Before her first meetings with venture capitalists, Janica Alvarez thought she could have a professional discussion about breasts.

Alvarez was trying to raise money for her startup Naya Health Inc., which makes a smart breast pump. Naya has secured approval from the Food and Drug Administration, achieving that milestone much earlier than most young companies.

But the conversations weren't what she expected. Investors wanted to know how she'd be able to run a startup while also raising her children. Another commented on her body and asked how a mother of three stays in such good shape. Others said they were too grossed out to touch her product or pleaded ignorance about how a breast pump works. "Investors would say, 'Let me go talk to my sister; let me go talk to my wife,'" Alvarez said.

She and her husband, Jeffrey Alvarez, managed to raise US$6.5 million ($8.86m) from investors after starting the business together in 2013. But they've recently hit a wall. With few VCs willing to fund the product, they're turning to Kickstarter in the hopes of keeping their company running. The campaign, with an initial goal of US$100,000, started Thursday. "If VCs don't want this, then we know parents and mothers do," Alvarez said.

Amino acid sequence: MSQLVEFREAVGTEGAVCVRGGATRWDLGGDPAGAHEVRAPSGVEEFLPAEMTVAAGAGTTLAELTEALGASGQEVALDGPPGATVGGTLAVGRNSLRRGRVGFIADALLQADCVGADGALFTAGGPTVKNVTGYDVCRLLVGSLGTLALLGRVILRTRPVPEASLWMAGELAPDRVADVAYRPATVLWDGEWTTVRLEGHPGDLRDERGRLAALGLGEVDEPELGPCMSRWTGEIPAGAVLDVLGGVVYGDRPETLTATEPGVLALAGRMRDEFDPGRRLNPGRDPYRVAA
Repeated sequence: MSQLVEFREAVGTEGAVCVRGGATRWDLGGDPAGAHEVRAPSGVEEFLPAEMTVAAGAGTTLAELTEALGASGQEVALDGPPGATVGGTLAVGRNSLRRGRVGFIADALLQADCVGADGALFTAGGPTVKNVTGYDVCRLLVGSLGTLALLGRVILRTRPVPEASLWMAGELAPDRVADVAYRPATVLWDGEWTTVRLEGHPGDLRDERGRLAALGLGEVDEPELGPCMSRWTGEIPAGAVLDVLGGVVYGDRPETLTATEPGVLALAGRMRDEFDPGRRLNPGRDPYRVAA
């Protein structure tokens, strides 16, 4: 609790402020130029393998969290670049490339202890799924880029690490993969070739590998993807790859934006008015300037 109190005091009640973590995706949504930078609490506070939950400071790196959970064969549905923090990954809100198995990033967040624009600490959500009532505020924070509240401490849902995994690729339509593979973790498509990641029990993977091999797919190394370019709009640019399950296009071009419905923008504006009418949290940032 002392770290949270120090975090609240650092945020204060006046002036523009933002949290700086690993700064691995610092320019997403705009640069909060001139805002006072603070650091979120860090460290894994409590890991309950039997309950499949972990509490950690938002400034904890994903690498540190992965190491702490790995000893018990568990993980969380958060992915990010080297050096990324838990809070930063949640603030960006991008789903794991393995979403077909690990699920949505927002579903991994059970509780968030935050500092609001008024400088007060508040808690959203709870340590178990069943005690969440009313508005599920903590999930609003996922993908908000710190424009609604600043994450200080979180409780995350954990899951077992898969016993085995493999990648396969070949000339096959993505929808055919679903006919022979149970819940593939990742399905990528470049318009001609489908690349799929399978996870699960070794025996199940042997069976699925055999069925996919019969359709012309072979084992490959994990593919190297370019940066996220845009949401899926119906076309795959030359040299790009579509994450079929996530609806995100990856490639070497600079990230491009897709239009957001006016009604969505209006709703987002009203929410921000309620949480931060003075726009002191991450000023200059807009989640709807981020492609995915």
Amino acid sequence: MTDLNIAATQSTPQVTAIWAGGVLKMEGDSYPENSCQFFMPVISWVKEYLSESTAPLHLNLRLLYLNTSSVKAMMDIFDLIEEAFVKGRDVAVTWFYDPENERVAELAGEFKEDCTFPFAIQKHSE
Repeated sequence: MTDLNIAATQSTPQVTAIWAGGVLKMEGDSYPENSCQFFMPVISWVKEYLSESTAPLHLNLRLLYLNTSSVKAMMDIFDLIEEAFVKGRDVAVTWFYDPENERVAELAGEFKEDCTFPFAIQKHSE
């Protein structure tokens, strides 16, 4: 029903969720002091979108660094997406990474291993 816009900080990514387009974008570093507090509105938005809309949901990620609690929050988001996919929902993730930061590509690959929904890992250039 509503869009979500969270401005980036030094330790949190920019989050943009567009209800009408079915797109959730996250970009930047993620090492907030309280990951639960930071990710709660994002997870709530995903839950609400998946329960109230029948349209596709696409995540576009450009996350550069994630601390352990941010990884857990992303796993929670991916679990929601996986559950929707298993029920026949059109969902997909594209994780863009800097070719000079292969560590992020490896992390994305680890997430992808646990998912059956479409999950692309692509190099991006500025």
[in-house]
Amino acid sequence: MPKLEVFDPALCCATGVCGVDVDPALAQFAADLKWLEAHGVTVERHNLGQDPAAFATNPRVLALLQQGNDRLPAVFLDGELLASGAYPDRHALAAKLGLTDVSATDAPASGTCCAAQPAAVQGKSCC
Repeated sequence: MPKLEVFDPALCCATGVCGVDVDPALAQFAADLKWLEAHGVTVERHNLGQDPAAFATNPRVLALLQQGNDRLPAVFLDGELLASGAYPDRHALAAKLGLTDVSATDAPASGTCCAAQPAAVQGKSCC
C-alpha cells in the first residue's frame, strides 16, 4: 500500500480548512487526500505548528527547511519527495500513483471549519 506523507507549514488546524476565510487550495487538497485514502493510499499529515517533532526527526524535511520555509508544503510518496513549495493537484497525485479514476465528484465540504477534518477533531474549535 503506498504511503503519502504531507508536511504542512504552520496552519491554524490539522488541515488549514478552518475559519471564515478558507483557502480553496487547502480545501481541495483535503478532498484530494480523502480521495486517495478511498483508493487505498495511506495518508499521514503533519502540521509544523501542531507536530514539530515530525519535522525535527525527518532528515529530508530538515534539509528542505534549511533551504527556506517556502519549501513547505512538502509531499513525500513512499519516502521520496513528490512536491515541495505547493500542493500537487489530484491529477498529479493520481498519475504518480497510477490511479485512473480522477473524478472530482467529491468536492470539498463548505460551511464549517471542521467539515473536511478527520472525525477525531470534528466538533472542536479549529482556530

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The U.S. venture capital industry is 93 per cent male and facing heightened scrutiny for the sometimes-fraught relations with Silicon Valley's few female entrepreneurs. Alvarez's experience illustrates how getting venture funding can be even harder when your product isn't one men use.

The breast pump market is dominated by Swiss manufacturer Medela, which got a boost in the U.S. from an Obamacare mandate that insurance companies must cover the cost of pumps for new moms. Most devices use hard plastic cups and an air suction system. They're often loud and sometimes painful.

The Naya's soft suction cup mimics the feel of a baby's mouth and distributes the suction over a broader area of a woman's breast. Alvarez said the Naya delivers 30 per cent more breast milk and is 20 per cent faster than alternatives, thanks to a unique water-based system. The company is also planning to sell a smart bottle that will be able to track the volume, calorie count and fat content of breast milk and inputs them into an app. Mothers would be able to use the software to monitor how much they're pumping, how much the baby is eating and how much milk is left in storage.

Customers are asked to pay a serious premium for those features. The company was selling the Naya for US$999 until Thursday, when it lowered the price temporarily to US649. A typical Medela pump is about US$250. Naya is now pitching a lower-end model without a rechargeable battery or certain accessories for US$399, though the price will go up by US$100 eventually.

The pump is partly covered under certain insurance plans and is free for military servicewomen. Naya plans to offer rentals in the future for those who can't afford the upfront cost.